OMRON Corporation announced on June 6 the development of the world's first onboard sensor featuring "driver concentration-sensing technology," which combines OMRON's proprietary image-sensing technology with state-of-the-art AI (time-series deep learning (*)) to sense the driver's various motions and conditions, and thereby determine if he/she is in a condition suitable for safe driving. With a view toward realizing collision-free automated driving and other advanced driver assistance systems, OMRON has dedicated itself to making our motorized society safer and more secure by innovating relationships between people and machines.
Overview of "Driver Concentration Sensing Technology"
In recent years, we have seen multiple cases of accidents where the driver's condition changed suddenly and thus made it difficult to continue driving, as well as a growing demand for the development of technologies that can assist safe driving and, eventually, automated driving. Against this background, OMRON's development team has been working on safe vehicle control technology that determines whether the driver is in a condition suitable for safe driving.
OMRON's "driver concentration-sensing technology" uses an onboard camera for real-time detection of whether the driver is in a suitable condition for driving. A combination of OMRON's proprietary high-precision image-sensing technology and state-of-the-art "time-series deep learning" AI technology, this innovative system makes it possible to control a vehicle based on the driver's condition by, for example, safely switching between automated and manual driving and safely bringing the vehicle to a stop if something happens to the driver, thereby effectively assisting safe driving and enhancing the safety of our motorized society. OMRON aims to have an onboard sensor featuring this technology adopted for such applications as automated driving vehicle models to be released from 2019 to 2020.
About the technology
1. Real-time sensing of the driver's various motions/conditions to determine if he/she is in a condition suitable for driving
- During automated driving on expressways: The driver's various motions/conditions are categorized in real time as "driving handover levels" based on "how much time would be needed to resume driving" (See Fig. 2)
- During manual driving: The driver's various motions/conditions are categorized in real time as "hazard levels" based on "how safely the vehicle can be driven" (See Fig. 3)
- The numbers and criteria of levels can be adjusted based on the vehicle manufacturer's preferences, making the technology applicable to a broad range of vehicle models.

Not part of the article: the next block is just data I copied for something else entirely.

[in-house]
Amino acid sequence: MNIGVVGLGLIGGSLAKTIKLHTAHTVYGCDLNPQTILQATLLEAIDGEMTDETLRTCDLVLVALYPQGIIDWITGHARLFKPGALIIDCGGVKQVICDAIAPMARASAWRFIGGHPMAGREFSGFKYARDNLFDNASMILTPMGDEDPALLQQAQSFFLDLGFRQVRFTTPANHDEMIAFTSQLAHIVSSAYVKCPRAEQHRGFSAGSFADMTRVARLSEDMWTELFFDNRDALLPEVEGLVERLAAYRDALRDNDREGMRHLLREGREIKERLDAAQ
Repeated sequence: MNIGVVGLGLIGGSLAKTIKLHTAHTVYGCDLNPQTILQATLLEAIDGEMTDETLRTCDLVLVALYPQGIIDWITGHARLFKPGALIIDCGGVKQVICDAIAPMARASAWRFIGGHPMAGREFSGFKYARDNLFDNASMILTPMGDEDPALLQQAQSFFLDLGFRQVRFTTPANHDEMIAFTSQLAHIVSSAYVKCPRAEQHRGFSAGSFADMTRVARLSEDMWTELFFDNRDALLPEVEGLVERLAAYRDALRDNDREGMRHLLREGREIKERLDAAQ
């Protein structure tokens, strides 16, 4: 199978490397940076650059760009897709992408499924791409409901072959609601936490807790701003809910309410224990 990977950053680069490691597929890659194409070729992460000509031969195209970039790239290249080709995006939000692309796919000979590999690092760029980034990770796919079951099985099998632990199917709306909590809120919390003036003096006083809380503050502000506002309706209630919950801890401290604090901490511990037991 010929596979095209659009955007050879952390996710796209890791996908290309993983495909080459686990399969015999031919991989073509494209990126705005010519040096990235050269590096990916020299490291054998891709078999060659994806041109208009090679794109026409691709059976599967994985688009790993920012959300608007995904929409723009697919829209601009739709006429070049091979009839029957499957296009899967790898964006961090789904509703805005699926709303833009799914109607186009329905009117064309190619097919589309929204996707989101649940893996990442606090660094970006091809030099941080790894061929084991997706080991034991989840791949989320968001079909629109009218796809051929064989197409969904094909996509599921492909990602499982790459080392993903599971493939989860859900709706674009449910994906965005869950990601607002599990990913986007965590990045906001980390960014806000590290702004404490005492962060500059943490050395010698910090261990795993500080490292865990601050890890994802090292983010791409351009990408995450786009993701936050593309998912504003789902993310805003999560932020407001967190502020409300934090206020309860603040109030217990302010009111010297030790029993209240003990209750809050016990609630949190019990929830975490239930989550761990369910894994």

2. Detection of the driver's various conditions by a single palm-sized camera
- In order to monitor the driver's diverse conditions, it used to be necessary to synthesize information gained from multiple cameras and sensors, including a camera to detect which direction the driver is facing, a sensor to detect his/her heartbeat and other biological information, and a sensor to detect the movement of the steering wheel. By processing two kinds of images - "localized facial images" and "comprehensive motion images" - this technology uses a single compact, palm-sized camera to detect the driver's various conditions, such as dozing off, taking his/her eyes off the road, using a smartphone, or reading.
3. Real-time data processing through an in-vehicle closed system without a network connection
- Because conventional time-series deep learning handles continuous data, access to a relatively large server system is required. OMRON's technology, however, separates visual data from the cameras into "high-resolution localized facial images" and "low-resolution comprehensive motion images," and efficiently combines them to reduce the volume of images processed, thus achieving "time-series deep learning" in real time with an onboard closed system. Since it is no longer necessary to connect to a large-scale server system and equip vehicles with network connectivity, this technology can be added to existing vehicles or introduced to vehicles in a lower price range.
(Fig. 2: "Driving Handover Levels" Determined by "Driver Concentration-Sensing Technology":
(Fig. 3: "Hazard Levels" Determined by "Driver Concentration-Sensing Technology":
OMRON will conduct technological demonstrations of the "driver concentration-sensing technology" at the 22nd Symposium on Sensing via Image Information (SSII2016) (Wednesday, June 8 - Friday, June 10, 2016, Pacifico Yokohama) and the CVPR Industry Expo 2016 (Monday, June 27 - Thursday, June 30, 2016, Las Vegas, the U.S.A.).
(*) Time-series deep learning
Time-series deep learning is a neural network technology that recognizes not only static images, but also time-series video data by modifying the network structure. Conventional deep learning technology, which is increasingly used in the field of AI, can recognize single-frame images with extremely high accuracy (determines whether an object in a static image is a cat, dog, etc.), but may not be very accurate in recognizing time-series events, with the result that its applications have been limited to voice recognition and other areas. Human movements are one area in which highly accurate recognition was not possible as such motions entail a very high range of dimensional data. As a solution to this technological challenge, OMRON improved the Recurrent Neural Network (RNN) technology, which retains past data in its internal memory, to synthetically process highly accurate facial and video data, thus realizing high-accuracy recognition of the diverse conditions of drivers that involve time-series data.